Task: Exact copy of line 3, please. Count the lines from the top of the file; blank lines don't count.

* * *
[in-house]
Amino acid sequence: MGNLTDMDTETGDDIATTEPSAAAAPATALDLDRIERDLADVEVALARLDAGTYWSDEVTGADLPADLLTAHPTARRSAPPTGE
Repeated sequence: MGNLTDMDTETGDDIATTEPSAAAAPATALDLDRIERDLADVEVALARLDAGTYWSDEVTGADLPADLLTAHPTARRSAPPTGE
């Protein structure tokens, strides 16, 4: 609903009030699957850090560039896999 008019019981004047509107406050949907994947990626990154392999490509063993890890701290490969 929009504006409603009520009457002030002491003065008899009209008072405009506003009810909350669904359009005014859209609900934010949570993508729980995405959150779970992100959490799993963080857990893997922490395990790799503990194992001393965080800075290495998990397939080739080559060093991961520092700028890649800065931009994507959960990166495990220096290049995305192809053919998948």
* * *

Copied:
Repeated sequence: MGNLTDMDTETGDDIATTEPSAAAAPATALDLDRIERDLADVEVALARLDAGTYWSDEVTGADLPADLLTAHPTARRSAPPTGE